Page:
The trend toward holistic health in the health and wellness industry is unmistakable. More than ever, we are looking for innovative new ways which can offer us experiences that incorporate wellness of the mind, body and spirit.
Collective healing practices such as eye gazing may be helpful in bridging the gap between mindfulness, spirituality and everyday living. Beyond healing the mind and body, it aims to nourish the heart and spirit, goals that have become highly relevant in the modern spa world.
A DEEPER CONNECTION
To really see and be seen by another is, in and of itself, a powerful healing tool. How often do we really allow ourselves to make deep contact with another human being? According to business insider writer AJ Harbinger, “The simple act of holding someone’s gaze — whether it’s a new person, a prospective employer or an old friend — has the power to ignite or deepen a relationship.”
The truth, however, is that prolonged eye contact is no longer well practiced due to a fast moving, technically inclined society. According to communications analytics company Quanti-fied Impressions, while adults generally hold eye contact between 30 and 60 percent of the time, an average of 60 to 70 percent is necessary to create a sense of emotional connection.
Today, relationships tend to be generally transactional; one person gives and the other receives. In the process of eye gazing, participants are invited to the experience of receiving, which may be foreign to them.
The quality of one’s interpersonal connections is a powerful indication of their level of peace and happiness. In the article, “Social Relationships and Health, A Flashpoint for Health Policy,” authors Umberson and Montez from the University of Texas reveal that “relationships — both quantity and quality — affect mental health, health behavior, physical health and mortality risk.” Simple eye contact alone is a catalyst for improving one’s sense of emotional connection. Eye gazing takes the psychological benefits of eye contact and multiplies them by a hundred-fold.
The actual act of eye gazing has been known for centuries in the realm of Buddhist tradition and spiritual psychology. The modern practice of eye gazing distills the power of the exercise into a universally accessible practice. In this model of eye gazing, participants, organically paired into couples, make direct, uninterrupted eye contact that lasts between 60 seconds and five minutes.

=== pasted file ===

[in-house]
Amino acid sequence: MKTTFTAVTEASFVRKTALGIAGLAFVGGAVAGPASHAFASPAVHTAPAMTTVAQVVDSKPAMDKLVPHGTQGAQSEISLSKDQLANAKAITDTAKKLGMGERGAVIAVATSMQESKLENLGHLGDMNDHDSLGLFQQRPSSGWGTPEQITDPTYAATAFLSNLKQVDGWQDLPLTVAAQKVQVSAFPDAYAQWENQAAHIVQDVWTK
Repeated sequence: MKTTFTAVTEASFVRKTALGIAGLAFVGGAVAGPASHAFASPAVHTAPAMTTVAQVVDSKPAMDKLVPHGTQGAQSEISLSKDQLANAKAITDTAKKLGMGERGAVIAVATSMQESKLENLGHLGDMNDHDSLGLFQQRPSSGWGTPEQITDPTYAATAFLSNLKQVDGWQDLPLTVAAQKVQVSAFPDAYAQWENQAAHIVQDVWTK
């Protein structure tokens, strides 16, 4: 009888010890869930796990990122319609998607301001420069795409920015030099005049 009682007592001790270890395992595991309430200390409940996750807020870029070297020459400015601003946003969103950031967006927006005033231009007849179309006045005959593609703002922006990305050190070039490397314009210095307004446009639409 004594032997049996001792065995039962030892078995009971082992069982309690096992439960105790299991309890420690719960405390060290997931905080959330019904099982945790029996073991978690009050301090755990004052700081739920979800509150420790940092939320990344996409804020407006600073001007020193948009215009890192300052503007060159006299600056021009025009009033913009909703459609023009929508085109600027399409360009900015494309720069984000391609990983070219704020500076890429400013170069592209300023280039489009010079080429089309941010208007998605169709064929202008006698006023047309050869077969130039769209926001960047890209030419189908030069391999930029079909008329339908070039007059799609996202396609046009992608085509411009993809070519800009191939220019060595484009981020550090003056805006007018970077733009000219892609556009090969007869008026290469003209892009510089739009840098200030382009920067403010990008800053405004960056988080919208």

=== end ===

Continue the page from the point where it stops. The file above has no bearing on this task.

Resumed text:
During an eye gazing session, the facilitator invites participants on a journey through the exploration of uplifting and healing emotions. They are asked to remain silent during the process and to follow the guidance that is being extended, while carefully selected music plays in the background.
As the invitation is accepted, one is met with the deepening of the experience, of each emotion being lovingly mirrored by the other. These shared moments are intended to bring participants to a space of genuine human connection. A brief closing practice follows the session, which aims to integrate and ground all that was prompted by the experience.
Eye gazing as a practice can be a very powerful healing method, as it assists us in recognizing the one before us as ourselves. It directly challenges the illusion of separation and offers us the chance to repeatedly taste our fundamental unity. Some profess that eye gazing has opened the door to a new way of being and seeing the world both inside and outside of oneself. On an energetic level, powerful healing waves can be felt and sensed throughout the room, triggering a sense of deep unity with everyone present and with all that is.
TOUCHES THE SOUL
During the exchange, participants may experience a profound meditative state. The process of eye gazing invites its participants to remember their innate value. The more an individual can accept and surrender whatever may come up emotionally, the deeper they are able to go and, thus, the richer their experience is. The idea of being seen without the need to say or do anything in order to be appreciated has a remarkable effect on the psyche.